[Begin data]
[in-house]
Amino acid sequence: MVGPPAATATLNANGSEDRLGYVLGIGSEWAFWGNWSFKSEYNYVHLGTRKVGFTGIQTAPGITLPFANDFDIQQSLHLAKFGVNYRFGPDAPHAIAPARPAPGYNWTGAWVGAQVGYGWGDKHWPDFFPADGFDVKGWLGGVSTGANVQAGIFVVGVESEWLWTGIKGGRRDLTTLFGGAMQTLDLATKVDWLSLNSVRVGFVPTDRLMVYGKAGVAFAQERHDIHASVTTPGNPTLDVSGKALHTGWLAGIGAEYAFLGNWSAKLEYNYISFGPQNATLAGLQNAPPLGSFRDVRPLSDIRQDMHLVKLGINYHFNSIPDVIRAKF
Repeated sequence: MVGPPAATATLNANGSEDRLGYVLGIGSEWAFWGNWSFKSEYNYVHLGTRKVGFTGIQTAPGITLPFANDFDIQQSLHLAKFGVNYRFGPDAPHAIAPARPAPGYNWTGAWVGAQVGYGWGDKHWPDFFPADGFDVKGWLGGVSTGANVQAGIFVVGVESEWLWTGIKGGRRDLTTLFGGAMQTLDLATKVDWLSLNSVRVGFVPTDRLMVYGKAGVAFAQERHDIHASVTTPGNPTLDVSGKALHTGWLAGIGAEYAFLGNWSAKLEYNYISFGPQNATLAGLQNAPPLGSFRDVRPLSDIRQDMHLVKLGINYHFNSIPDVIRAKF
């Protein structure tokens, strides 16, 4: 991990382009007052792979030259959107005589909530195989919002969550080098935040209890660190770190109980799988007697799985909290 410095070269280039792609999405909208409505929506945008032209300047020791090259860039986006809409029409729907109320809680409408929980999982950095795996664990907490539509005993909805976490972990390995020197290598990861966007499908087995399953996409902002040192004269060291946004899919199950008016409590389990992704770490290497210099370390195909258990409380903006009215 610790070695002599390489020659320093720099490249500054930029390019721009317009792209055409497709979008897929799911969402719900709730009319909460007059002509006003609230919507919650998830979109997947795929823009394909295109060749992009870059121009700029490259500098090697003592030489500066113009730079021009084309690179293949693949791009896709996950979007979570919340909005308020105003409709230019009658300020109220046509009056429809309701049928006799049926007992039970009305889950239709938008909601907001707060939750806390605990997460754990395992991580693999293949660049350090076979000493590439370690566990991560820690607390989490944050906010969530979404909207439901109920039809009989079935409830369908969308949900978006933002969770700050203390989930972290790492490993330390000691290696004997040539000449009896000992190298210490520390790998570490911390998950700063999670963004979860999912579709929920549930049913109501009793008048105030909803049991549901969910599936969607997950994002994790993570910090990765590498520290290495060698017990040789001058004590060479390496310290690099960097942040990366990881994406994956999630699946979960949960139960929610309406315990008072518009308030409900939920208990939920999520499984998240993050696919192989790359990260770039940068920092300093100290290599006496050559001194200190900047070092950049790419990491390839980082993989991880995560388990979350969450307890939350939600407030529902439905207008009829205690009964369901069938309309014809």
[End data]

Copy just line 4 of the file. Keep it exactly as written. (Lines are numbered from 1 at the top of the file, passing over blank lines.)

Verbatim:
């Protein structure tokens, strides 16, 4: 991990382009007052792979030259959107005589909530195989919002969550080098935040209890660190770190109980799988007697799985909290 410095070269280039792609999405909208409505929506945008032209300047020791090259860039986006809409029409729907109320809680409408929980999982950095795996664990907490539509005993909805976490972990390995020197290598990861966007499908087995399953996409902002040192004269060291946004899919199950008016409590389990992704770490290497210099370390195909258990409380903006009215 610790070695002599390489020659320093720099490249500054930029390019721009317009792209055409497709979008897929799911969402719900709730009319909460007059002509006003609230919507919650998830979109997947795929823009394909295109060749992009870059121009700029490259500098090697003592030489500066113009730079021009084309690179293949693949791009896709996950979007979570919340909005308020105003409709230019009658300020109220046509009056429809309701049928006799049926007992039970009305889950239709938008909601907001707060939750806390605990997460754990395992991580693999293949660049350090076979000493590439370690566990991560820690607390989490944050906010969530979404909207439901109920039809009989079935409830369908969308949900978006933002969770700050203390989930972290790492490993330390000691290696004997040539000449009896000992190298210490520390790998570490911390998950700063999670963004979860999912579709929920549930049913109501009793008048105030909803049991549901969910599936969607997950994002994790993570910090990765590498520290290495060698017990040789001058004590060479390496310290690099960097942040990366990881994406994956999630699946979960949960139960929610309406315990008072518009308030409900939920208990939920999520499984998240993050696919192989790359990260770039940068920092300093100290290599006496050559001194200190900047070092950049790419990491390839980082993989991880995560388990979350969450307890939350939600407030529902439905207008009829205690009964369901069938309309014809």